Mapping the ISS – A Google StreetView Project

Posted on Jul 23, 2017 | 0 comments


This week Google released its latest remarkable Google Street View Project. Thanks to ESA astronaut Thomas Pesquet who has been on-board the International Space Station (ISS) from 17th of November 2016 until 2nd of June 2017, Google captured Street View imagery and thereby mapped the whole space station with all its 15 modules in 360 degree. Because of the particular constraints of living and working in space, it wasn’t possible to collect Street View using Google’s usual methods. Instead, the Street View team partnered with The Center for Advancement of Science in Space (CASIS) and The National Lab to develop a mapping strategy during a two days workshop in NASA’s scale model. They were only using the equipment on-board and used the bungee coords to stabilze the camera. Using this method, Thomas Pesquet collected still photos in space, that were sent down to Earth where they were stitched together by the Google team to create panoramic imagery of the ISS.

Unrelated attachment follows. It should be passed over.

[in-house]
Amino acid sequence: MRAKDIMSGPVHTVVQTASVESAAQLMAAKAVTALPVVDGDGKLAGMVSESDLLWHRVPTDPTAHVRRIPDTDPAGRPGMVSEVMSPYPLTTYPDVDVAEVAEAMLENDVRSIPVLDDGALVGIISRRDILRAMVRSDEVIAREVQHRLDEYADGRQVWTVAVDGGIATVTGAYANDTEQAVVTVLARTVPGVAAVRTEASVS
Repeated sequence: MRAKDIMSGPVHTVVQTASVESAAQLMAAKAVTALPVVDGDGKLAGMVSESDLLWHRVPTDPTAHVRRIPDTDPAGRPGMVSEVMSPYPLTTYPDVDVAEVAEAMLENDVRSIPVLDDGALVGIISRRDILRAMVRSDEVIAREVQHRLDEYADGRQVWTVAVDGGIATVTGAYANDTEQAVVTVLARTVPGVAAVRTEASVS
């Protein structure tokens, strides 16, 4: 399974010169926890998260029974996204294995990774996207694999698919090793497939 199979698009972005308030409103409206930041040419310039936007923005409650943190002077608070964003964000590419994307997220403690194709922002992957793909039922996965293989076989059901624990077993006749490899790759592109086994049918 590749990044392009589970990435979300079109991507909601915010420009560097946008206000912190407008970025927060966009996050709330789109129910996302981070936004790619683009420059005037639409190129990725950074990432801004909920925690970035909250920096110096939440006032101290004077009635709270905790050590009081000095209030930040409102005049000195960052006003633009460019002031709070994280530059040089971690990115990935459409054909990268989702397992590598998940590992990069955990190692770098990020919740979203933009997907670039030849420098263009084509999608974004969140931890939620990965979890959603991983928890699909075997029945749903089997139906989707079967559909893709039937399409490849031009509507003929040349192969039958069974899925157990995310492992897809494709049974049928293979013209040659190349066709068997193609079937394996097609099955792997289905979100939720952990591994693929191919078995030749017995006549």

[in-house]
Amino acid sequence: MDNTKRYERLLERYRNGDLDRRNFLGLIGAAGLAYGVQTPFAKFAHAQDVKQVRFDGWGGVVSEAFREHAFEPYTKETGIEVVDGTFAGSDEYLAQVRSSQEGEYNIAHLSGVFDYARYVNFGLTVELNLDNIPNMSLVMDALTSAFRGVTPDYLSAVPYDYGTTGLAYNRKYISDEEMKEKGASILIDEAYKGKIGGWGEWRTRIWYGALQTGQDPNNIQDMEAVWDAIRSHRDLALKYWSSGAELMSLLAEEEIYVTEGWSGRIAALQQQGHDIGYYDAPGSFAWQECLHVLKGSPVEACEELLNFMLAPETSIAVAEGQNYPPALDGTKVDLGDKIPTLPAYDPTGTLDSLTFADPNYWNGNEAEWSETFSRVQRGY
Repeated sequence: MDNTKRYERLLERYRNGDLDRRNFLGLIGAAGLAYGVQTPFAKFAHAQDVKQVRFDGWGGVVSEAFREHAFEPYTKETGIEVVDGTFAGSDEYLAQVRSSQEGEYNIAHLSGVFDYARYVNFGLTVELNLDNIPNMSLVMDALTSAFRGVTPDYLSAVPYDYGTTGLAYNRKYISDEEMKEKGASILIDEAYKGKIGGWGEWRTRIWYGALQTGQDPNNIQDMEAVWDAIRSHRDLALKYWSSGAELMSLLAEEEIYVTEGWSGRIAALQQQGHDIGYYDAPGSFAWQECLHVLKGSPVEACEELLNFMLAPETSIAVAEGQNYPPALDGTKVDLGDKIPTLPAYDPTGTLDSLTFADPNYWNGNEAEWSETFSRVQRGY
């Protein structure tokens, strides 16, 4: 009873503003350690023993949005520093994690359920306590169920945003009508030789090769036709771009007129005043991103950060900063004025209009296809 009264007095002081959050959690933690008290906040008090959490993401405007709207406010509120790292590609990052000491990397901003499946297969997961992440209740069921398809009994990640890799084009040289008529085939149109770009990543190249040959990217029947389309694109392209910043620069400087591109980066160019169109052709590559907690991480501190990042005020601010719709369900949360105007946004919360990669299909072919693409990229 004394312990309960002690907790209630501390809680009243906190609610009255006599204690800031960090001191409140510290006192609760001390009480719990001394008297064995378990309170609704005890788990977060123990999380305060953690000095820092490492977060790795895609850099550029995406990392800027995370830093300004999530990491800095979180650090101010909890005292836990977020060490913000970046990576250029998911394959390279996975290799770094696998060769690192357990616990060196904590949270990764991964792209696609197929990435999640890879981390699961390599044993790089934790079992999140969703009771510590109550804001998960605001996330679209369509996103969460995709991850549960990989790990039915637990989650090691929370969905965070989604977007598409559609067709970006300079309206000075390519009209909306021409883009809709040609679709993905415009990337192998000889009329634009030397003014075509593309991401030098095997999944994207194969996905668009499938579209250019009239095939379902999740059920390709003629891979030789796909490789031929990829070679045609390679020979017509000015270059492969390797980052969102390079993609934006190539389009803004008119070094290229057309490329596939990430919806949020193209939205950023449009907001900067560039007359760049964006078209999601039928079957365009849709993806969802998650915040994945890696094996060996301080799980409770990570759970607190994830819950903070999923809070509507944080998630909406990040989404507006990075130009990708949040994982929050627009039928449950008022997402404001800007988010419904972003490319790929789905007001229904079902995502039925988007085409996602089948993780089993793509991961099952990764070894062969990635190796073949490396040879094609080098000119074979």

The virtual insights and views to the earth, are not only fascinating, but also crystal clear and sharp, like normal Street View captures. There was a lot of troubleshooting and planning involved, before collecting the final imagery that you can see today in Street View (see the video for the story behind the scences).



As you can see during the “flight” through the ISS, it has technical equipment on all surfaces, with lots of cables and a complicated layout with modules shooting off in all directions—left, right, up, down. And it’s a busy place, with six crew members carrying out research and maintenance activities 12 hours a day. There are a lot of obstacles up there, and additionally Thomas Pesquet had only limited time to capture the imagery.

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